Tuesday, July 13, 2010

Total French Immersion

Summer had begun.  As the golden light settled over the village of St. Siffret, new friends gathered in the gardens to enjoy the conversations and a delightful dinner.
These Provencal gardens were uniquely designed to include things of old from the region, now put to new use.
Ah, summer.  It had begun....until two days later my view had changed.  I was going on a unique adventure of being totally immersed in the French language and culture.
Taking Elmo, my granddog, for a two day visit, I looked forward to the early morning walks in the vineyard while the air still had a chill.  Amy and Matt were traveling to the eastern Vaucluse about and hour and a half east,  to a granache wine seminar.  And than....I felt ill.  The night was weeks long.  When the phone rang early to check on the puppy, all I could say to Amy was, "I am sick."
The world changed.  She made two phone calls to neighbors and Matt was on his way back home.  The neighbors, just four of my many heroes, arrived to walk Elmo, call the village doctor, and as John did, a retired English doctor, make his diagnosis, which was correct.
Dr. Mauvezin, our village doctor, arrived at my door, called doctors in Nîmes and Matt and I were on our way for help.  (Can you imagine a doctor who arrives at your door????) 
My next hero, my son in law, Matt, who had to endure every test and translation.  
Arriving at the hospital, we were met at the door and were shown to where the first tests would be taken.  Finally, the verdict arrived, vesicule biliaire, gall bladder with an infection that had to be controlled before anything could be done.  Antibiotics and three weeks later, the laparoscopic surgery to remove the gall bladder would be completed.  Quick recovery.  No problem.
HA!  The infection would not go away, therefore, after a  week in the hospital, Amy and the doctor, (ah, I forgot to say the Dr Gaujoux did not speak English.  Well, most of the nurses did not either.) decided that 9:30 the following morning would be perfect for that old fashion surgery as the infection continued.  It was completed right at the assigned hour, with a greeting before surgery from Dr. Gaujoux in English.  The remaining time in the hospital, eight days.  Ugh!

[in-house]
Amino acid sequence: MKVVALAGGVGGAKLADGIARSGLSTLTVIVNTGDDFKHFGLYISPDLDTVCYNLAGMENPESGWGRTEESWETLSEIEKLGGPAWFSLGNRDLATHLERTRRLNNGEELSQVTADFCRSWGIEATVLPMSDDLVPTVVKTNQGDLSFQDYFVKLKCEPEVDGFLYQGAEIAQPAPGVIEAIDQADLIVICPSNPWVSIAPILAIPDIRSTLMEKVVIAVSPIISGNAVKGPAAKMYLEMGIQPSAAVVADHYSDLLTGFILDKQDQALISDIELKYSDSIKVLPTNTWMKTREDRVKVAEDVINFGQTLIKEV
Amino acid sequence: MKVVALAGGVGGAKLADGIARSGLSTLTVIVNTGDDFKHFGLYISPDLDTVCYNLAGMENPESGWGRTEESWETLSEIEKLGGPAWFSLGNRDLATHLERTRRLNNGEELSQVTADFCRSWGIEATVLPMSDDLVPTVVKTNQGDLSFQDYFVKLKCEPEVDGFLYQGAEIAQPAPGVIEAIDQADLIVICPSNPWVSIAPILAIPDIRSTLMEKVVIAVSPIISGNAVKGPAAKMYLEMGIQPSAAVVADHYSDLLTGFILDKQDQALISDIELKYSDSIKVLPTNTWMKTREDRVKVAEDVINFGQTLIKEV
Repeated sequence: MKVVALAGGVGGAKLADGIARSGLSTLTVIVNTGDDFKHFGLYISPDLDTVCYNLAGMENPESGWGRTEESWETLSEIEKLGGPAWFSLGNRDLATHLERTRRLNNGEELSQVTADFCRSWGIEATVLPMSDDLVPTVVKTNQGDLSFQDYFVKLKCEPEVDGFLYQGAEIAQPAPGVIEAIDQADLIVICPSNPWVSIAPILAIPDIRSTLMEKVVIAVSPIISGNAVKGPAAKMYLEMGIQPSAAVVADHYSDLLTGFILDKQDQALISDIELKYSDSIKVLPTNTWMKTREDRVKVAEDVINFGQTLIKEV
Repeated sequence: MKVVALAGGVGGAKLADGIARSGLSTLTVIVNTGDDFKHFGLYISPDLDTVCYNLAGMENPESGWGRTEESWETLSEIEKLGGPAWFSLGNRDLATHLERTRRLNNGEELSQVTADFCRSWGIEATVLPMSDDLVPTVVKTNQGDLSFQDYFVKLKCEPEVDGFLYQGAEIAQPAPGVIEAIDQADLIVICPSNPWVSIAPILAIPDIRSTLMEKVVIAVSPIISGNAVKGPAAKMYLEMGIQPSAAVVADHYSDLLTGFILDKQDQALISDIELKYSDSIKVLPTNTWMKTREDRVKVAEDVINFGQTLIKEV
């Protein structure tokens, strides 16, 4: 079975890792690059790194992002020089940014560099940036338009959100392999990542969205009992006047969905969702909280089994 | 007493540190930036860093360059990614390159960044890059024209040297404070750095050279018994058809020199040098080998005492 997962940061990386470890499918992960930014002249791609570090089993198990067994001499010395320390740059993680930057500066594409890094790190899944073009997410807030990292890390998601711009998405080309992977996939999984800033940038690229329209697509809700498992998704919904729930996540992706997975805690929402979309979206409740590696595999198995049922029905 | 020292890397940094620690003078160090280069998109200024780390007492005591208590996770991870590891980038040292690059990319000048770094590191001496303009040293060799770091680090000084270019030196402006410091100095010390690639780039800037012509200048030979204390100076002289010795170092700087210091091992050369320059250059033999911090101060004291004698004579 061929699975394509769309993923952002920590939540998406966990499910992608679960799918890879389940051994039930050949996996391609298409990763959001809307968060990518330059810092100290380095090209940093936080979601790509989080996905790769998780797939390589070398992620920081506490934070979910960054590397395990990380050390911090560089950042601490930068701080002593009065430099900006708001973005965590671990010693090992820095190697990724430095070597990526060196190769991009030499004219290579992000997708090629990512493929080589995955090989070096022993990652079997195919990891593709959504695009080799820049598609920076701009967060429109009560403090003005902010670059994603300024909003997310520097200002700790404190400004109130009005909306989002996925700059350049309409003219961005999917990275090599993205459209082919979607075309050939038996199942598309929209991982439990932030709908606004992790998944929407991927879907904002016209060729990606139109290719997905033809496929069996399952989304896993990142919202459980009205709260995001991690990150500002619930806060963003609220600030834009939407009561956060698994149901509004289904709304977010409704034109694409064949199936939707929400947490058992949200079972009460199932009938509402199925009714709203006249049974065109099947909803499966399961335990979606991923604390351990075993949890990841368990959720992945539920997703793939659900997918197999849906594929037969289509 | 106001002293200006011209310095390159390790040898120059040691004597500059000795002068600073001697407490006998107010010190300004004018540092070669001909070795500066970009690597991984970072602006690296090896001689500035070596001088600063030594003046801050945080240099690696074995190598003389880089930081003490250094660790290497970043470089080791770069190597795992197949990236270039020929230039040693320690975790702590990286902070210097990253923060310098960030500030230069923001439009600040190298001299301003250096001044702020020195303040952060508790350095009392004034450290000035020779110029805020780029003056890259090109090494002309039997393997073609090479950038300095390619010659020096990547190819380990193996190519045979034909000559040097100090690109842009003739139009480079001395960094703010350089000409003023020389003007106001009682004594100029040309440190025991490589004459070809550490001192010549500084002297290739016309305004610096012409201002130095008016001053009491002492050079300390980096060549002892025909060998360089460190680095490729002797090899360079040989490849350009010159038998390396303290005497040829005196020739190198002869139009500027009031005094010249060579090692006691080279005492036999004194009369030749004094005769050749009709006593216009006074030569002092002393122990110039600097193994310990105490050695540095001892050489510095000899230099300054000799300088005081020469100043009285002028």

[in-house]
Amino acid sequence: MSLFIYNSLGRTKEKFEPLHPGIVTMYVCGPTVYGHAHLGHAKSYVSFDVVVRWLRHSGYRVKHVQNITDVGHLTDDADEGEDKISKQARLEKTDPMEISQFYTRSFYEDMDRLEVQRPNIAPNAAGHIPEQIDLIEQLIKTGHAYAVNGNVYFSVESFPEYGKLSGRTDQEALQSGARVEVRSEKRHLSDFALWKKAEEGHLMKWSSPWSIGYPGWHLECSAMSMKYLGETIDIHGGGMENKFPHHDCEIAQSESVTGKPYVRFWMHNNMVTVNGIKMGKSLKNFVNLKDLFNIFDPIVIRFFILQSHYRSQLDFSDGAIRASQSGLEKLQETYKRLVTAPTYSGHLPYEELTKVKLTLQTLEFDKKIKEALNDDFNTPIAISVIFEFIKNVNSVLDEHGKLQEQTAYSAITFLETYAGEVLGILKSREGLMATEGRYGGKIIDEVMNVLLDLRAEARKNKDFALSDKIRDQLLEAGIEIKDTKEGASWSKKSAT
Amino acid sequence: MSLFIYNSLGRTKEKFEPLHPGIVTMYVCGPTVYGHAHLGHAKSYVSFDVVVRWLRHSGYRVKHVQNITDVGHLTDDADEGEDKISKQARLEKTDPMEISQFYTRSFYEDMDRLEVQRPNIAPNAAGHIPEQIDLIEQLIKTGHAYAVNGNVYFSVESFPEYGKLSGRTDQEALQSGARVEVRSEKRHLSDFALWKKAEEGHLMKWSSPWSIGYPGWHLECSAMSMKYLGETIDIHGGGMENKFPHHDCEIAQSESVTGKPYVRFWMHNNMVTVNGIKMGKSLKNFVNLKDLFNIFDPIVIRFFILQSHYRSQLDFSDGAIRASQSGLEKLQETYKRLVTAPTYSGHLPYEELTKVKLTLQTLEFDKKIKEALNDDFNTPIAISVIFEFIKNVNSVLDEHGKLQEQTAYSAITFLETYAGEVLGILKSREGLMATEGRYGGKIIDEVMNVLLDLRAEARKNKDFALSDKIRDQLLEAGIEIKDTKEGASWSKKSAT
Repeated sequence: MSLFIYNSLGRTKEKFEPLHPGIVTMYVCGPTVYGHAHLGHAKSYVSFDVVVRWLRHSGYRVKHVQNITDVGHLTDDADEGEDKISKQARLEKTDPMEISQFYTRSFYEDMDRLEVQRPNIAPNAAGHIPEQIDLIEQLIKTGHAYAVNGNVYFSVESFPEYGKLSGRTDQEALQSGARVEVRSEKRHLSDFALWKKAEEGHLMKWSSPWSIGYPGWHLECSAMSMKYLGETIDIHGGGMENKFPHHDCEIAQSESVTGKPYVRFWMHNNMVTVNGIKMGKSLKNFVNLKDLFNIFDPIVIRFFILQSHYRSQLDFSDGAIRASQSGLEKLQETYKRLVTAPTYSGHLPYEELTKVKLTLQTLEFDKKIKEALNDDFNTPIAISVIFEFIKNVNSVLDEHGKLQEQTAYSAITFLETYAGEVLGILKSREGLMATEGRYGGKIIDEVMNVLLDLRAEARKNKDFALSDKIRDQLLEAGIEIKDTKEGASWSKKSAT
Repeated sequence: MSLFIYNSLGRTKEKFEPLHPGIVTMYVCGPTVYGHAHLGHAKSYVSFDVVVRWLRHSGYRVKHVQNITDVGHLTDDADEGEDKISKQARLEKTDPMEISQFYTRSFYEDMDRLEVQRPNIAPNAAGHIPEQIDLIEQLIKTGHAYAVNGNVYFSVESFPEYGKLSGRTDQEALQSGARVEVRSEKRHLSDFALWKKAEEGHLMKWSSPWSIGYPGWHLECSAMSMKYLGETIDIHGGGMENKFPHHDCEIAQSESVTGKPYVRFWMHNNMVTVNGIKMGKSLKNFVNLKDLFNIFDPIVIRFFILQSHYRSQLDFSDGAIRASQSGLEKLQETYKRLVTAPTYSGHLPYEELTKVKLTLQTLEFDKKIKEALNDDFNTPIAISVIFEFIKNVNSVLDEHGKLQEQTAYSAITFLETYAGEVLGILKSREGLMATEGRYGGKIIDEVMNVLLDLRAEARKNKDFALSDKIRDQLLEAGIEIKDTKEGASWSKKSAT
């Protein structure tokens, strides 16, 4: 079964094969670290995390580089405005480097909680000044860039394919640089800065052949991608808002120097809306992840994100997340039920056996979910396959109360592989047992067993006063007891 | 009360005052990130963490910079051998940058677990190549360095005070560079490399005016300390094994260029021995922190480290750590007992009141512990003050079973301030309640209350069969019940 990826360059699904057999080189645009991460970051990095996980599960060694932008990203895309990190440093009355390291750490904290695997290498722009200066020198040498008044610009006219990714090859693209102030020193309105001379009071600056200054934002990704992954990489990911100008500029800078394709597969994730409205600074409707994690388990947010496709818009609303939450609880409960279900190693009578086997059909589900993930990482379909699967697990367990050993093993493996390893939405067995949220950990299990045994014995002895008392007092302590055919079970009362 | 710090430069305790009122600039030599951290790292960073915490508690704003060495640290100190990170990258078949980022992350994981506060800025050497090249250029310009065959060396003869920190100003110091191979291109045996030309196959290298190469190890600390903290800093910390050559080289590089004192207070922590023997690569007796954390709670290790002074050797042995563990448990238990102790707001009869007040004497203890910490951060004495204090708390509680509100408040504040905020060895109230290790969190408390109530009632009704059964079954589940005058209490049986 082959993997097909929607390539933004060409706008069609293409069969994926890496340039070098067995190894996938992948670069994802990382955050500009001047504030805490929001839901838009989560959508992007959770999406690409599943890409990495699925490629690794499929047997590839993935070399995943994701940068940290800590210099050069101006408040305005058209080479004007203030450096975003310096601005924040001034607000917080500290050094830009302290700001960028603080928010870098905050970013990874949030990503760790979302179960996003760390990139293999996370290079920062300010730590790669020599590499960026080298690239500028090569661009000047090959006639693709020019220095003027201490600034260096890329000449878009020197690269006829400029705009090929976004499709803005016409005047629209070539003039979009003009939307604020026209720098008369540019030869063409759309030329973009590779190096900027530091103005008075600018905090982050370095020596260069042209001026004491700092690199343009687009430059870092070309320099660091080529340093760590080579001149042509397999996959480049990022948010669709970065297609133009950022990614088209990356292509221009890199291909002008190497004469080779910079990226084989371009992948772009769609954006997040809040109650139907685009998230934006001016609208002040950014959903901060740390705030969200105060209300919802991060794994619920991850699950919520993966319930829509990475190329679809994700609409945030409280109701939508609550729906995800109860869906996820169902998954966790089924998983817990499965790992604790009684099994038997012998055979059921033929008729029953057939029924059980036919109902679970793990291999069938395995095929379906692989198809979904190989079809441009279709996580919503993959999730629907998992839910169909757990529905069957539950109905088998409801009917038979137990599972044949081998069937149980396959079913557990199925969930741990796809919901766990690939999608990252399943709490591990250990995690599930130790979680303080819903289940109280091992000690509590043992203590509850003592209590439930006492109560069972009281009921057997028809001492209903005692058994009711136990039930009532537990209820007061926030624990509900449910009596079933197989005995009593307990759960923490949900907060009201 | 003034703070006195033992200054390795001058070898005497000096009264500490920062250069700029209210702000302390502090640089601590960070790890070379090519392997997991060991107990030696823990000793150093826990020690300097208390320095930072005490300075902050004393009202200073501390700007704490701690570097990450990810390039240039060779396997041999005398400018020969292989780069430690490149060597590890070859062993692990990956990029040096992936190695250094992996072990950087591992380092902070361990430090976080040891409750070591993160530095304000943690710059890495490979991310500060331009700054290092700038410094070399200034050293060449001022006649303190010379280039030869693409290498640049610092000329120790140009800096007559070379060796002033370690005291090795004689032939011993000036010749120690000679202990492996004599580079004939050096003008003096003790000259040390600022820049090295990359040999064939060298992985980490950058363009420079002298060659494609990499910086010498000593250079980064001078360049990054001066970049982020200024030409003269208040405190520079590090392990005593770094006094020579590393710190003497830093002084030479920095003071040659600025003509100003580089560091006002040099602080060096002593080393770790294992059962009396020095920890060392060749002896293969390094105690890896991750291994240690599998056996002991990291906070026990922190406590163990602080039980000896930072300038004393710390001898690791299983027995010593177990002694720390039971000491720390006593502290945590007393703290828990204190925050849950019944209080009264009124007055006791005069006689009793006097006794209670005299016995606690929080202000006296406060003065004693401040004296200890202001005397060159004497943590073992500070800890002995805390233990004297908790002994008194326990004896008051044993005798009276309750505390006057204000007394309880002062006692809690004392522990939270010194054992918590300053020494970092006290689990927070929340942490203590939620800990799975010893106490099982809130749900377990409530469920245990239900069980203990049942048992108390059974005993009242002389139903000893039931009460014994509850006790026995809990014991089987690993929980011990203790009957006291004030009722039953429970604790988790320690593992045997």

I felt like I was inside an apricot.  Everything was apricot and couldn't be escaped by going into the halls.
The metal shutters came down to keep the sun out while letting in a gentle breeze.
The morphine, under lock and key, made me very happy.
It is difficult to play a game show in French.  Well, for me.
If toes stay still long enough, they get painted---by Molly who had arrived by air.
Now, the French being known for their superb food, did not excel in this category.  This is breakfast.  Latte tasted delicious, however, the hard toast was not a choice.  Finally, for dinner one evening, I went to the nurse and asked for just mashed potatoes.  They were delicious and 'real'.

The staff was wonderful with excellent care.  We all learned new words and if we could not decipher what someone was saying, gestures were animated.  There were lots of smiles and giggles.  Since the doctor liked my spunk, I got to go home two days early. 
Being home I spent quiet time in the courtyard napping under my small rectangle of the world.
It is now four weeks later and summer has again returned.  I have helped with bottling of the wine, labeling those bottles, eaten gooseberries at the neighbors, walked in the sunflower fields, and gone to the markets.   I have napped under the blue Provencal sky.  Wednesday, I am off to Paris with Molly and Amy.
Summer is here.  And my French?  I do know new words.... used only in hospitals!

No, we have not received the bill, yet.  Our insurance company does know it is coming.
Thank all of you who helped.  And thank you Amy for all your translation and just being there.
Happy Summer Days

***I do not recommend this type of Total French Language Immersion!

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